City News

City council rejects alcohol license ban

Madison’s city council rejected a proposal to temporarily ban new alcohol licenses downtown and approved a $6.8 million award to four affordable housing developments.

Image By: Jon Brockman

Downtown Madison will not have to fear an alcohol shortage following the city council’s decision to dismiss a motion placing a temporary ban on new alcohol licenses.

The motion, proposed by Mayor Paul Soglin in January, did not have much support on the council, which voted unanimously to reject it. Soglin argued the prevalence of establishments serving alcohol downtown is a major factor contributing to violence in the area. If approved, the proposal would have placed a temporary ban on the issuance of new alcohol sales permits to restaurants and bars in a large stretch of downtown, including most of State Street and surrounding areas.

Instead, the council approved a motion directing the city’s finance director to analyze the relationship between alcohol sales and violent behavior in the area in order to make recommendations on changing alcohol laws.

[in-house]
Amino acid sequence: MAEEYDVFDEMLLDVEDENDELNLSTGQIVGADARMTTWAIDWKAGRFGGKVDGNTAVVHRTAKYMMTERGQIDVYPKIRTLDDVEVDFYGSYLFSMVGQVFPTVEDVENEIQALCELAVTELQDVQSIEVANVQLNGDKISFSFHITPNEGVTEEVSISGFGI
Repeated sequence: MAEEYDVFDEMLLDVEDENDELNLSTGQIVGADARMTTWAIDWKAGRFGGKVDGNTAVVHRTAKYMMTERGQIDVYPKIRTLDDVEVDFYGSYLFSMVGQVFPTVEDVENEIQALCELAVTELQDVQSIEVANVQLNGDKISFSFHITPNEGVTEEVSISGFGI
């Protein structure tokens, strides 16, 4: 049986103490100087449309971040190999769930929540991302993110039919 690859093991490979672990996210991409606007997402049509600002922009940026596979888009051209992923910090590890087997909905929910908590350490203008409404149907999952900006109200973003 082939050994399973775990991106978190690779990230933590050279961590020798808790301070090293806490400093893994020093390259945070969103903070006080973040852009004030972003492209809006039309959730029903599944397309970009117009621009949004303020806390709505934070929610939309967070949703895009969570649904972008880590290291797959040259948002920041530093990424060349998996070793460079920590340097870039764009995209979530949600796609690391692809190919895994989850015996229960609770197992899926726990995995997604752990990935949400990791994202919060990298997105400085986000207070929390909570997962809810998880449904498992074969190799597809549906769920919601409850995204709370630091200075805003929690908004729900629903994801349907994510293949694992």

In addition, the council granted $6.8 million to four development projects they said will create 310 units of affordable housing in Madison. The city will allocate $4.82 million of its Affordable Housing Fund toward the projects in conjunction with a $1.92 million grant in federal HOME funds.

The biggest recipient will be the Madison-based Bayview Foundation, a nonprofit providing “affordable housing and supportive services” to low-income individuals. Their development, located at West Washington Avenue and Regent Street, will be a 130-unit building including 120 affordable housing units. Their project will receive $2.9 million from the city and federal governments.

At the end of the meeting, Soglin asked everyone in attendance to observe a moment of silence “in honor of democracy” in response to Republicans in the state legislature, who have promised to curb powers of the incoming Democratic governor and attorney general.

“Democracy is very much alive here in the council chambers of Madison, Wisconsin, unlike the chambers two blocks to the west of us,” Soglin said. “Some people are very, very bad losers.”

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